I still can't really wrap my head around it. I still haven't figured out all the lessons from it. At times it felt like a long vacation, but more often than not, it felt like I was stuck in the movie Ground Hog Day. The same day over and over. At the start it was kind of liberating. It allowed me to experience life a little bit differently without the 9 to 5 grind. But it got old quickly and reality soon set in. And towards the end, it was suffocating. It was a long cold 565 days.

What The Hell Am I Talking About?
I'm talking about 565 days of unemployment. From January 15, 2009 through August 3, 2010, I was one of the roughly 9.6 percent or 14.6 million Americans out of work. (Although, I did do some part time work during that time frame) And for a big chunk of that, I was considered long-term unemployed (27 weeks or more). A term I could have never imagined would be used to describe me at any point in my career. I cringed every time I heard the term. I thought a college degree would insulate me from such difficulties. I thought seven years of work experience would count for something. And in the end it did, but it took 565 days of patience and persistence to rescue a job and in some ways parts of myself.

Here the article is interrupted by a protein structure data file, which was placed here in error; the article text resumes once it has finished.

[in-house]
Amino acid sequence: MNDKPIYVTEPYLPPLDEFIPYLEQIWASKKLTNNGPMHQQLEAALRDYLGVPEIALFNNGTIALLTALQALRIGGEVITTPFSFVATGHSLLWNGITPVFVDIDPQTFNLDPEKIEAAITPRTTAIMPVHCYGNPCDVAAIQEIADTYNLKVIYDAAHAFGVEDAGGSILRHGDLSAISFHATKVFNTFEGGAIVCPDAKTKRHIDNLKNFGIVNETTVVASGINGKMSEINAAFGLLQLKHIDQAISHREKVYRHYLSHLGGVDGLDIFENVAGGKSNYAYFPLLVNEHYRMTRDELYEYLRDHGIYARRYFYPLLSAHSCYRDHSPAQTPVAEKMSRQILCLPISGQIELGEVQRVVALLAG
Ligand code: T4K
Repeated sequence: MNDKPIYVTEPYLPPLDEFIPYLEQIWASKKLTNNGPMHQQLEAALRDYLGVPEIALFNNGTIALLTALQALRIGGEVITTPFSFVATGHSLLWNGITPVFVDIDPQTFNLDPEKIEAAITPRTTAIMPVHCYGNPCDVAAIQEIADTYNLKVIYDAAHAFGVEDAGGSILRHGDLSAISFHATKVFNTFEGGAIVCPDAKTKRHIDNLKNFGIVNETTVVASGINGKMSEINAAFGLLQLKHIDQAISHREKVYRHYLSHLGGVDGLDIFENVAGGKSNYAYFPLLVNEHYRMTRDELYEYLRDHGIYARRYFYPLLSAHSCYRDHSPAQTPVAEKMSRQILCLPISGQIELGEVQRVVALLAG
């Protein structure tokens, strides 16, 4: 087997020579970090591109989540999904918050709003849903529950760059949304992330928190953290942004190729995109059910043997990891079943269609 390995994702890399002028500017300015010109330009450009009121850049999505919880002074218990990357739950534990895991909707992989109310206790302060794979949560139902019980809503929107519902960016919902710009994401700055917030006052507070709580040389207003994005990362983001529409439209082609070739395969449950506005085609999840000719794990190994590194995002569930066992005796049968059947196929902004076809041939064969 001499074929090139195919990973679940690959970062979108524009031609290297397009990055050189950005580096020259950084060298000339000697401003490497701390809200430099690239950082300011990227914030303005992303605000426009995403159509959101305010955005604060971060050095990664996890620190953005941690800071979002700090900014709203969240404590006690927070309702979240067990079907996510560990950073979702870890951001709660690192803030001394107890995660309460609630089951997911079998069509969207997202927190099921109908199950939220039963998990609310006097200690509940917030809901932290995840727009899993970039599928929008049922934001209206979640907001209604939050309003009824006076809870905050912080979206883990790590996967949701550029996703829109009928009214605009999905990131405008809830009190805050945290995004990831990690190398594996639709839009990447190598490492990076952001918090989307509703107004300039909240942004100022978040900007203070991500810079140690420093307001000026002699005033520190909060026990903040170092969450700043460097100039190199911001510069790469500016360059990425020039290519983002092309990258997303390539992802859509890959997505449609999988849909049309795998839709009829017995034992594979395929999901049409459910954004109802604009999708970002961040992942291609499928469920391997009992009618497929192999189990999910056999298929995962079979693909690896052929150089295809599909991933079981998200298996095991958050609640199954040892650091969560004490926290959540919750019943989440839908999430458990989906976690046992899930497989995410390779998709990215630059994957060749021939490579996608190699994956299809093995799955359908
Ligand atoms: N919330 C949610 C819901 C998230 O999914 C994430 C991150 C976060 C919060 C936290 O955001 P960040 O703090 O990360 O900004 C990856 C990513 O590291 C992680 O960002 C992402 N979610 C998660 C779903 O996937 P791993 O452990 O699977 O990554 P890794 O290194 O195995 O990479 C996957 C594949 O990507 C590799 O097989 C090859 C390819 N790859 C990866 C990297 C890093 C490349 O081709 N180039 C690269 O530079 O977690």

The Start of the End.
To be honest, as I sat in my former Silicon Valley office with my boss back in January of 2010 and he told me that I was being laid off, I was kind of relieved. I had known since October of 2009, when I started reading about things like the Sequoia Powerpoint Presentation of Doom, that the startup company I was working for was in trouble. Cut costs, and raise capital, became the mantra. My projects weren't making any money for the company, so I knew I'd eventually become one of the cuts. And after another two months of uncertainty, the ax finally fell on me and the people I worked closest with that January.

Mentally, I was prepared for some time off. But, little did I know how much time off I had just received.

A Reason?